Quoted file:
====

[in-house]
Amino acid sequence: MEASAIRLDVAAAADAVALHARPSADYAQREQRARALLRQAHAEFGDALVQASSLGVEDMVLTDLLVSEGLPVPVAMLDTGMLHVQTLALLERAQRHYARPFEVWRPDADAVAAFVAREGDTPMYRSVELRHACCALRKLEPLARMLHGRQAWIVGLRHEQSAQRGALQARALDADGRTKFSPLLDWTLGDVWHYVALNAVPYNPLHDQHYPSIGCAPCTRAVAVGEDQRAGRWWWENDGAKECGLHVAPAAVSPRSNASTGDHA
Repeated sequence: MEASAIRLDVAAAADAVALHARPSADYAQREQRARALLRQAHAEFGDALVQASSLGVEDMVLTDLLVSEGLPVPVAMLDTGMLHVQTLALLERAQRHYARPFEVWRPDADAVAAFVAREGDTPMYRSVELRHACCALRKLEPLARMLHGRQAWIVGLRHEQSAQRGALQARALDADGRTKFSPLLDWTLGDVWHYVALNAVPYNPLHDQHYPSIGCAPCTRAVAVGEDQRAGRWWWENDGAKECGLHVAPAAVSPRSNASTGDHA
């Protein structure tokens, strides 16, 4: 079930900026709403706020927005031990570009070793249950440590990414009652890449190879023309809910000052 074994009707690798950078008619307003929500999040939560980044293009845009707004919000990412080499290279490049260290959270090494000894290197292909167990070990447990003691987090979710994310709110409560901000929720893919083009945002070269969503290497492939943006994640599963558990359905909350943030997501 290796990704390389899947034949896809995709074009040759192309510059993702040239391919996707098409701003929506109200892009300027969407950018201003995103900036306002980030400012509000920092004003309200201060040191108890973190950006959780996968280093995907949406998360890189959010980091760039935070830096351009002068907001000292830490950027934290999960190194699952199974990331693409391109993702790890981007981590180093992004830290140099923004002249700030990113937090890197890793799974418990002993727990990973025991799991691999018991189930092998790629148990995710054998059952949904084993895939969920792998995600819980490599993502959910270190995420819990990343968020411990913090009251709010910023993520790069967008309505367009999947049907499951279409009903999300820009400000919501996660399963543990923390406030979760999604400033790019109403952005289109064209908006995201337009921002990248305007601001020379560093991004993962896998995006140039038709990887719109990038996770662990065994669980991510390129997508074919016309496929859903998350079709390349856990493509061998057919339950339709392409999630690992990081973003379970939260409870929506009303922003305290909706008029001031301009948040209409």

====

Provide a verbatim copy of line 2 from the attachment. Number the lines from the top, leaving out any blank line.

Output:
Amino acid sequence: MEASAIRLDVAAAADAVALHARPSADYAQREQRARALLRQAHAEFGDALVQASSLGVEDMVLTDLLVSEGLPVPVAMLDTGMLHVQTLALLERAQRHYARPFEVWRPDADAVAAFVAREGDTPMYRSVELRHACCALRKLEPLARMLHGRQAWIVGLRHEQSAQRGALQARALDADGRTKFSPLLDWTLGDVWHYVALNAVPYNPLHDQHYPSIGCAPCTRAVAVGEDQRAGRWWWENDGAKECGLHVAPAAVSPRSNASTGDHA